If you are suffering from bunion pain make an appointment today and I can help you get back to the activities you enjoy!

Give us a call at 425-391-8666 or make an appointment online today. 

Bunion xray

What is a bunion?

A bunion is a genetically inherited foot structure that leads to migration of your 1st metatarsal. The bunion itself is where the 1st metatarsal begins to protrude out the medial or inside of the foot. Nothing actually grows or forms new bone, but it is the deviation of the normal bone that creates the bunion. The bunion can continue to rotate and get larger until it creates hammer toes of the other digits. The bunion eventually causes pain and deformity that needs to be addressed surgically.

Bunion surgery:

One of the most common bunion surgeries is a head procedure. This involves cutting the metatarsal bunion and the end closest to the toe. The bone is then shifted back into place and held with a screw. This procedure works well for mild to moderate bunions and has a fairly quick recovery. The patient can walk the entire time and return to activities much sooner than other procedures.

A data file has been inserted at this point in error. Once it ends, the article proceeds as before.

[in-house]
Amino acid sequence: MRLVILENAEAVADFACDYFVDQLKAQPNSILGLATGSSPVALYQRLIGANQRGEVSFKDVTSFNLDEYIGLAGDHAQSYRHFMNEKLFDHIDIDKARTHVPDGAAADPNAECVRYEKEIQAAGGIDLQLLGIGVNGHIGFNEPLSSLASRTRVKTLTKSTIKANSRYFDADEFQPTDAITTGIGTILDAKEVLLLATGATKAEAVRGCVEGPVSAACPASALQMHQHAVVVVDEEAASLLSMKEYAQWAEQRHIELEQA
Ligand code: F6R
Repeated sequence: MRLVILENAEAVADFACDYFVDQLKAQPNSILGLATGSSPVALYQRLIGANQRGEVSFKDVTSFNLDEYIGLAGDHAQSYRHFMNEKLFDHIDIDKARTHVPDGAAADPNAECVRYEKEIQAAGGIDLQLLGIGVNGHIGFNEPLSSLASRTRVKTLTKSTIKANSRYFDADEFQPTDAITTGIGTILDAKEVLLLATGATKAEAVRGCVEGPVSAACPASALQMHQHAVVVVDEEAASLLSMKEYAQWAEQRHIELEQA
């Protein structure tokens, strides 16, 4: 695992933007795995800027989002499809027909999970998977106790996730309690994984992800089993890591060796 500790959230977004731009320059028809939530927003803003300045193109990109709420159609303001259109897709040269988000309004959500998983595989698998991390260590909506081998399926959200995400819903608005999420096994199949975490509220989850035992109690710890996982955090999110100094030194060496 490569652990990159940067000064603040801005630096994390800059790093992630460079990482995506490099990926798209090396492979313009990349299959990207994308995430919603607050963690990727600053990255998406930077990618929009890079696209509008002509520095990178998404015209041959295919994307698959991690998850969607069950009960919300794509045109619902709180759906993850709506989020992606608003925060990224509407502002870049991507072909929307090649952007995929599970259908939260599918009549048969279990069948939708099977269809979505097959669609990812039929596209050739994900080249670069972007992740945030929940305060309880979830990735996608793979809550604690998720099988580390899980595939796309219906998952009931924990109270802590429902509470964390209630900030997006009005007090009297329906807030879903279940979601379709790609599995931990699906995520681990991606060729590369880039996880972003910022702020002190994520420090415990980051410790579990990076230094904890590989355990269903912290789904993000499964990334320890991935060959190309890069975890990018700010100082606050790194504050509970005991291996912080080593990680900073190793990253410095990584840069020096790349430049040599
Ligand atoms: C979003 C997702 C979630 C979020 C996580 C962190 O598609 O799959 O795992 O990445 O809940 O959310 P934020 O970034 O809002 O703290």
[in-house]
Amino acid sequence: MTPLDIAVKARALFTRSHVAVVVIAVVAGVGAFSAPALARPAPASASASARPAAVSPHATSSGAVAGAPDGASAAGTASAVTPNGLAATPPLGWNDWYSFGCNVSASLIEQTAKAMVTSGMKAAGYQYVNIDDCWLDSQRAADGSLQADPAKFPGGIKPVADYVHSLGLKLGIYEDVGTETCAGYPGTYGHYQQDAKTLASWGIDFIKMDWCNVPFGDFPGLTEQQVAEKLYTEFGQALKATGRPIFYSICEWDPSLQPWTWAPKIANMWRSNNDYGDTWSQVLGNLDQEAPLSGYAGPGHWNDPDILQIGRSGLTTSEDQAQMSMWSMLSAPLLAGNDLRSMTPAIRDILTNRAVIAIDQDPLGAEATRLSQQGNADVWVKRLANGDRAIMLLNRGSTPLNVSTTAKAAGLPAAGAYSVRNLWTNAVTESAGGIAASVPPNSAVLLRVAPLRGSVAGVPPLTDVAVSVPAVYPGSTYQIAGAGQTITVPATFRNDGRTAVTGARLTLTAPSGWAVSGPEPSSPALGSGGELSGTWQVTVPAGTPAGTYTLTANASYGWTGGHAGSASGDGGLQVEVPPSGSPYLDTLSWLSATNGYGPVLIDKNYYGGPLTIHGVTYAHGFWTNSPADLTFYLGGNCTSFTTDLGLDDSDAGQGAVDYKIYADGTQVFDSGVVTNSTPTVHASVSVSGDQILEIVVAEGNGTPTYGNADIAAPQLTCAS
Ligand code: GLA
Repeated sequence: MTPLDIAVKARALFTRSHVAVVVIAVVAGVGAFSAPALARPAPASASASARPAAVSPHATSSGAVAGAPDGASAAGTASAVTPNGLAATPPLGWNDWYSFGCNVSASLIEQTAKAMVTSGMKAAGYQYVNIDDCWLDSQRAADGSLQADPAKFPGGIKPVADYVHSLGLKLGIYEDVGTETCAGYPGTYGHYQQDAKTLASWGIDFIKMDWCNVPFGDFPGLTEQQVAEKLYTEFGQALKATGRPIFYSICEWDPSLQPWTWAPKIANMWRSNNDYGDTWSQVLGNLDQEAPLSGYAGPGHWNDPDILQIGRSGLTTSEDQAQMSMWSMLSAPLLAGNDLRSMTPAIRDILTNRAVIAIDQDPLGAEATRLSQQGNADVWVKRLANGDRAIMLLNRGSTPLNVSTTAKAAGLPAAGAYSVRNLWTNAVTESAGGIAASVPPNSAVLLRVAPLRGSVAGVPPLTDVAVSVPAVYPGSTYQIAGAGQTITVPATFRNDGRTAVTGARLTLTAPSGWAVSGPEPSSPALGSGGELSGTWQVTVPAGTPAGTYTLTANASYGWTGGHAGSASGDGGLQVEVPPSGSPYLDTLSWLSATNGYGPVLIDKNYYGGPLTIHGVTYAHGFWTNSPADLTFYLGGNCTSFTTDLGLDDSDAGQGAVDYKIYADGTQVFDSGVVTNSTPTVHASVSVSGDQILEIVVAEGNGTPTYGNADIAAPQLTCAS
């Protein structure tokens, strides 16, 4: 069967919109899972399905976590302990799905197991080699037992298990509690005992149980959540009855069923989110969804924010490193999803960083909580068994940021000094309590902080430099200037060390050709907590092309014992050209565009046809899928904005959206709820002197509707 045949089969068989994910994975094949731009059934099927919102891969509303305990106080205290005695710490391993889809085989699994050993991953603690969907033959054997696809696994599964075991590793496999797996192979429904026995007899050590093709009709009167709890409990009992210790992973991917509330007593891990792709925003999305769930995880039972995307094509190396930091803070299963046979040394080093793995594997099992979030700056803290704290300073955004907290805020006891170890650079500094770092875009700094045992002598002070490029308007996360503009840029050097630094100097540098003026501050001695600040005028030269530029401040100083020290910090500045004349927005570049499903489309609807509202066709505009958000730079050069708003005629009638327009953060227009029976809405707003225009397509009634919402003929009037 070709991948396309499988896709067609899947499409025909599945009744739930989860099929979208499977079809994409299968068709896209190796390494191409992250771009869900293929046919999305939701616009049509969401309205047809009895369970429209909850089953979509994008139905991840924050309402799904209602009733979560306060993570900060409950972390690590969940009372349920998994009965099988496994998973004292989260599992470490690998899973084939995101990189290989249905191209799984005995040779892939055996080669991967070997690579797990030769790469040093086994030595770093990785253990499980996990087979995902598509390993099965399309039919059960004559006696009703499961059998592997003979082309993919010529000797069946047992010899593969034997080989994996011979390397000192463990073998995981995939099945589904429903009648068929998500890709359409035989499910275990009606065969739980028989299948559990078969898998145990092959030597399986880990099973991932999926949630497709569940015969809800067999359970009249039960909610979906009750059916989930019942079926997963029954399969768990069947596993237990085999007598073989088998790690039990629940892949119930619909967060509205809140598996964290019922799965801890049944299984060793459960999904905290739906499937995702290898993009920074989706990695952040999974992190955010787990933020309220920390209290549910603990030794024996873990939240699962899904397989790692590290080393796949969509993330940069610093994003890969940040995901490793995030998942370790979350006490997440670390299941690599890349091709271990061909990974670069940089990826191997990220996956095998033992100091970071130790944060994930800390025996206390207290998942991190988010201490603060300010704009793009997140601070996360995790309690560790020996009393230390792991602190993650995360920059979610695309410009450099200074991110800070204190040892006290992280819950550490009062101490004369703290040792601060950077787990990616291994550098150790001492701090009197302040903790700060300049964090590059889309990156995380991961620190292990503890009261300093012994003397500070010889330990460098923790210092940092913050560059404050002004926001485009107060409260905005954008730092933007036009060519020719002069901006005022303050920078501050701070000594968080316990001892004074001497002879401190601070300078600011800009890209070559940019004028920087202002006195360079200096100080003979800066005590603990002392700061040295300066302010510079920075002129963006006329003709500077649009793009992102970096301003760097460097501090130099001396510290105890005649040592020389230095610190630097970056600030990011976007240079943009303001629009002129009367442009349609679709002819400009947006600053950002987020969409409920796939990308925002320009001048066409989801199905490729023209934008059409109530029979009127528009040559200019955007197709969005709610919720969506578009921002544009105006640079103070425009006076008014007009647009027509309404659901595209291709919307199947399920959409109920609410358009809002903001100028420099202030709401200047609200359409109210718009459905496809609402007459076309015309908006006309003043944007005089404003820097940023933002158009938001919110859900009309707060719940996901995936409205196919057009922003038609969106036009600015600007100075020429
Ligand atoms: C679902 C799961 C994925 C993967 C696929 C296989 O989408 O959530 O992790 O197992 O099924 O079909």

Outcomes:

The typical bunion surgery has a 5% recurrence rate. The majority of the bunions that return are from not following post-op instructions or other foot factors. It is important to have your surgeon address all other components of your foot and procedure selection should be based on these findings. An x-ray is vital for procedure planning and an overall foot exam to help determine what other pathologies are present.

If you are suffering from bunion pain make an appointment today and I can help you get back to the activities you enjoy!

Give us a call at 425-391-8666 or make an appointment online today.